By Mummy B.
Last year Daddy B. had to go to Manila for a business trip, so Mimi B. and I took this opportunity to fly with him to the Philippines. Friday that week was the last day we had to spent without him as we had planned a great and long weekend of vacation in the area together.
We enjoyed our last night at the Bayleaf Hotel because we knew the night after would be less comfortable… Indeed we would spend the night in a bus heading to the rice terraced fields of the Ifugao region.
We woke up early after having spent the previous evening in Makati (an area of Manila where you can find many buildings and malls) and went to the breakfast buffet room.
One of the things we really enjoy when we stay in nice hotels is the breakfast buffet! And it was exactly what we expected to be at the Bayleaf: fruits, cereals, all sort of cheese, omelet or scrambled eggs on order and a lot of different cold and hot dishes (we just couldn’t try everything!).
The 9 Spoons, where breakfast is served, is a pleasant place with a great view of Manila, just like the hotel restaurant where we had dinner several times, the Sky Deck View Bar.
Once Daddy B. left for work, I had to pack our bags, leave the room and proceed to check-out. The staff nicely offered me to keep our bags for the day so that Mimi B. and I could have a walk in the area.
So we went back to Intramuros, the historic district we already visited a few days before and enjoyed one last time its particular atmosphere.
For lunch, we ate once again at the canteen we discovered a few days ago. The staff recognized us and we were warmly welcomed. We enjoyed chicken with sweet potatoes and rice and paid only 150 PHP (beer, water and tip included, around $3.30).
Before leaving, some of the employees asked for a pic with Mimi B. As often in Asia, caucasian kids represent an unusual beauty and especially Mimi B. with her curls and blue-green eyes. So she received many compliments (well… in fact in the United States she does too… people often call her Shirley Temple!).
Then we hopped in a tuk tuk to get out of Intramuros, driving through a guard station and heading to Rizal Park (also known as Luneta National Park). I was willing to keep the program of the day very light, as I knew that the next few days were about to be quite exhausting… and you will see in the next posts that I was right!
The park is very important because a lot of major historic events were held there like the execution of José Rizal in 1896. Actually, the park has been named after this national hero. I already wrote about him in my article regarding the Bagumbayan Light and Sound Museum. This doctor and novelist had been sentenced to death because he was considered as a revolutionary during the Spanish colonial period. The Rizal Monument was built in the park to honor him.
Rizal Park is also the place where the Independence of the Philippines has been declared by the United States, fifty years after Rizal’s execution. Some places like that one are emblematic because the most tragic and the happiest events happened there.
The park is really a beautiful place for having a walk. Lush lawn, water fontains show, music and flags of the Philippines, it is very nice and colorful, and Mimi loved it. Of course her favorites were the water fountains, “dancing” with the music. She also spent a lot of time picking the leaves on the ground (that was one of her favorite activities at that time… now she prefers wooden sticks!).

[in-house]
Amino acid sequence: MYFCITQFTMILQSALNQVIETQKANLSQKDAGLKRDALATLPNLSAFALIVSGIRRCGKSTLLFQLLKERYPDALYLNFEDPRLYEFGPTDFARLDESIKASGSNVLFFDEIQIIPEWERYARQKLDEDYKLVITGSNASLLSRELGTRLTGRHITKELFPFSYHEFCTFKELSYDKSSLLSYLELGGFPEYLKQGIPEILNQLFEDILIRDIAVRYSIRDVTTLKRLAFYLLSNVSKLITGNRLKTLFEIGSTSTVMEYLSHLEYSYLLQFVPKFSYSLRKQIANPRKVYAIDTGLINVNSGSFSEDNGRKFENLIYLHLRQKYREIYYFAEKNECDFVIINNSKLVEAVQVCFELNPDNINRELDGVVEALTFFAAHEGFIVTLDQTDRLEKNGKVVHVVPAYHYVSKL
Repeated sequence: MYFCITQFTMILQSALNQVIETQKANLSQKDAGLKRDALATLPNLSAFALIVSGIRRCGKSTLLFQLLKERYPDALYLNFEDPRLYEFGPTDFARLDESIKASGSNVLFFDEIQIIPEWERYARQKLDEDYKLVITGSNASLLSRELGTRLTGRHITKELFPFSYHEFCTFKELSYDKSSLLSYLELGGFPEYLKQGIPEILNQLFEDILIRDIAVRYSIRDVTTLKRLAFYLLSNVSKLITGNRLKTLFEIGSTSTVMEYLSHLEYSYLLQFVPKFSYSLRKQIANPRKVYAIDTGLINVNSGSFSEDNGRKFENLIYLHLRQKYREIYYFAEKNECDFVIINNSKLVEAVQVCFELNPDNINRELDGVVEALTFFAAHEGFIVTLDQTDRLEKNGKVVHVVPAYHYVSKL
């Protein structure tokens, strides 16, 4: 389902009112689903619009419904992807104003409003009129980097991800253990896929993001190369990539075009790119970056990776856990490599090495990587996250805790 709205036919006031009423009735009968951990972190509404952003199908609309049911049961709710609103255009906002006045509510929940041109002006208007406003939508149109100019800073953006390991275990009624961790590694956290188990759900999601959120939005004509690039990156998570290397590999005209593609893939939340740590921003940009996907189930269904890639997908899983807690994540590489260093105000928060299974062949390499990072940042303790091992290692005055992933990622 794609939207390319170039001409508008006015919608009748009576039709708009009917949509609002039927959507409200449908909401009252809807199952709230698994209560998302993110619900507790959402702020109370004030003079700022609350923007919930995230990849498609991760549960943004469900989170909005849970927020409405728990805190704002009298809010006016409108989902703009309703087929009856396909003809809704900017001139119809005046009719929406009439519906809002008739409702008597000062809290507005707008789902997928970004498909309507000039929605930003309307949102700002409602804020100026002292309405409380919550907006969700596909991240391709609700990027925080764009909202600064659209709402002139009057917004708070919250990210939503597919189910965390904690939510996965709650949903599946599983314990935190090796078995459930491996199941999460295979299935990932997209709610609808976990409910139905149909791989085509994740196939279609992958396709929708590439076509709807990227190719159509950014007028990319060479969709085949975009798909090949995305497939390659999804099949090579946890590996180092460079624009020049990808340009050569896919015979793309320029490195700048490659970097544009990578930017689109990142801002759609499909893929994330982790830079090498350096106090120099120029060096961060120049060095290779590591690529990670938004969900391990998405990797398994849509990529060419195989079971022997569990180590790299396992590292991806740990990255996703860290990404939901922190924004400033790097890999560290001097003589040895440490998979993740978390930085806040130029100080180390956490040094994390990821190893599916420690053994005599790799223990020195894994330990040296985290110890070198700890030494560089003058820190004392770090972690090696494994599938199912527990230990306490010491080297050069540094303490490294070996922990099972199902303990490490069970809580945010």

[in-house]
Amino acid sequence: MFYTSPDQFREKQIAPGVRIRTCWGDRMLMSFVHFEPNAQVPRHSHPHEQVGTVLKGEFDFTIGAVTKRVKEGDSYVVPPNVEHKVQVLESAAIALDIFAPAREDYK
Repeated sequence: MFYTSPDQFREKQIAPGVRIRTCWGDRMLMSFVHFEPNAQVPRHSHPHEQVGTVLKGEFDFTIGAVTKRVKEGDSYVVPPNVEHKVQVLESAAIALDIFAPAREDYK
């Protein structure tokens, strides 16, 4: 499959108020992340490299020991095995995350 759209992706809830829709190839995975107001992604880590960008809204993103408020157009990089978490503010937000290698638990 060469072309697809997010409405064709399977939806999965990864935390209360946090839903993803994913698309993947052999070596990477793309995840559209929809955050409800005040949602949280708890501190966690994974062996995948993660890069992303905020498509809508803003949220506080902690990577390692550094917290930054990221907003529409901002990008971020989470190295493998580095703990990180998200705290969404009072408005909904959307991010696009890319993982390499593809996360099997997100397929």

While walking, we found a shadowed place full of chess players. I was observing them when one of the man offered me to play. I finally lost two games against Dagoul who was not very talkative but tried to show me my mistakes. Maybe with more time in Manila, I could have been better!
In the meantime, Mimi was very quiet looking at the game and smiling at all the other players. They found her adorable and did not seem to be used to see an European mother alone with her daughter in this city.
A small train was going around the park. I was sure it would please Mimi B. so we decided to wait for the next round, but we learned from the staff of the park that the train frequency was not very regular.
Since I didn’t want to run after it, we just stayed with nice Filipinos who immediately sympathized with Mimi and me. The wait seemed much shorter, with Mimi playing and laughing, and me talking with them about their city which I loved discovering so much.
The ticket for the train was 50 PHP per person (or $1.10).
The end of the day arrived fast. We had just enough time to get our bags back at the hotel, take a taxi and join Daddy B. at Sampaloc bus station. Indeed we had tickets to Banaue. But before hitting the road for the whole night, we had dinner in a family canteen (which was basically just a few tables on the sidewalk) surrounded by a lot of kids very interested in Mimi B.
What I will remember of Manila is its varied architecture, the beautiful parks and the strong historical past. But above all, my best memories will be all these random encounters during our walks. I met poor people with difficult living conditions, but always in a good mood and with a flawless sense of positivism. Friendly children and adults laughing and always ready to start a conversation. I thought those days would be quite lonely, just me and my daughter… but instead they have been full of unexpected encounters with all these people.